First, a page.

View more on these topics

TSC blames FSA and banks’ recklessness for market turbulence

The Treasury Select Committee says recent market turbulence has been a result of reckless behaviour by UK financial institutions and deficient warnings from the Bank of England and the FSA.

In its Financial Stability and Transparency report, the TSC says the search for yield in the benign macro-economic and low interest rate environment of the past few years encouraged many investors to invest in products they did not always understand.

It says these complex products have introduced increased opacity into the financial system which is demonstrated by continuing uncertainty over the scale and distribution of losses in the banking sector resulting from exposure to sub-prime mortgages.

Chairman John McFall says: “The ‘best and the brightest’ at our top investment banks have expended great energy designing ludicrously complex financial products, which you need a Nobel Prize in physics to understand.

“Whilst financial innovation and securitisation have brought real benefits and allowed for risk dispersion through the system, it has come at a cost. Product complexity has introduced increased opacity into our financial system, making it almost impossible to determine where risk lies and making it much more difficult to achieve financial stability.”

The TSC also blames the Bank of England and the FSA for having deficient warning systems and recommends that in future the authorities clearly highlight the two or three most important risks in a short covering letter to financial institutions, for discussion at board level. It says the Bank and FSA should seek confirmation from those institutions that the warnings have been properly considered and publish commentaries on the responses received.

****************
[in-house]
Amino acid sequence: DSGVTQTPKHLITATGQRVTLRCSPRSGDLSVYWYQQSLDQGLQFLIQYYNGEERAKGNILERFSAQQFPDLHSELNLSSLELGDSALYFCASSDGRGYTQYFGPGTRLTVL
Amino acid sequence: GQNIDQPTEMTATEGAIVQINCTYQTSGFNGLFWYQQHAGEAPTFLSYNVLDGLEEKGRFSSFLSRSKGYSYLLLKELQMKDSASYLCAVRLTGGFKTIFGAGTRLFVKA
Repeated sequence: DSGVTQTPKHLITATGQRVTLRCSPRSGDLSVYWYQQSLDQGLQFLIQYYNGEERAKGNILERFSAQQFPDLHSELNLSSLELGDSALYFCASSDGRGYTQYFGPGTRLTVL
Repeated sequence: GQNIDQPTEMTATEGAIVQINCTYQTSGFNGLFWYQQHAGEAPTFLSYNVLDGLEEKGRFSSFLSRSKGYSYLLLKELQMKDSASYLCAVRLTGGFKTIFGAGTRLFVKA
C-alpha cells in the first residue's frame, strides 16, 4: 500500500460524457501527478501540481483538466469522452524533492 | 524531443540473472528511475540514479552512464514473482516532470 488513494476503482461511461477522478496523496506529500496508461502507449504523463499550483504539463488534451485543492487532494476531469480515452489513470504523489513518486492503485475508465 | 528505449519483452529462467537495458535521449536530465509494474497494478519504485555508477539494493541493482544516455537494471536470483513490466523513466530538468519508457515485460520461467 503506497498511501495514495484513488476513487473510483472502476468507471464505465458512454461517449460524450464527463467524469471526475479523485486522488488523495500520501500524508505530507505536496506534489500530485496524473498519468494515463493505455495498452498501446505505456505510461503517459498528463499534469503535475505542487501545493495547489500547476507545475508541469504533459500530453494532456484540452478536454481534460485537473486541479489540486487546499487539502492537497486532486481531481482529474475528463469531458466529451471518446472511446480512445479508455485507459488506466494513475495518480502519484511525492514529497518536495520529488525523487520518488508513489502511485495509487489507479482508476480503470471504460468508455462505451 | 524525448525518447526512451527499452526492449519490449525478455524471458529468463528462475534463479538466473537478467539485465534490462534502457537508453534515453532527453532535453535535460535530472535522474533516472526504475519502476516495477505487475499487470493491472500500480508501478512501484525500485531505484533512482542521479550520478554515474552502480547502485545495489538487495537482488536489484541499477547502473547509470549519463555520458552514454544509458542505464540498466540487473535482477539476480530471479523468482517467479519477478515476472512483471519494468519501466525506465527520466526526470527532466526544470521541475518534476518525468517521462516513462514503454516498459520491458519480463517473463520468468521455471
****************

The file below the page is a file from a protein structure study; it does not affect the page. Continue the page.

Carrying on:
McFall says: “The Bank and FSA can no longer hedge their bets, throwing potential risks out into the ether and then washing their hands of the consequences. We must ensure that in the future such warnings are heeded and acted upon by those at the top of financial institutions.”

The report says the credit crunch has highlighted inherent and multiple conflicts of interest in the credit rating agencies’ business model, as well as flaws in their rating methods. The TSC calls for agencies to tackle these perceived conflicts of interest urgently if they want to regain trust and confidence.

McFall says: “The rating agencies have not emerged from the current episode of market turbulence smelling of roses. We need to have a serious debate about a root and branch reform of their business model to tackle perceived ‘conflicts of interest.’ If the rating agencies procrastinate on reform then we will have to seriously consider whether new regulation is necessary.”

Liberal Democrat Shadow Chancellor Vince Cable says: “The committee is right to highlight the deficiency of current financial warning systems. The existing arrangement, where warnings from the Bank of England and the FSA are brushed recklessly aside, cannot continue. It is vital that action is taken quickly, particularly in respect to credit rating agencies who carry responsibility for the breakdown in securitised markets.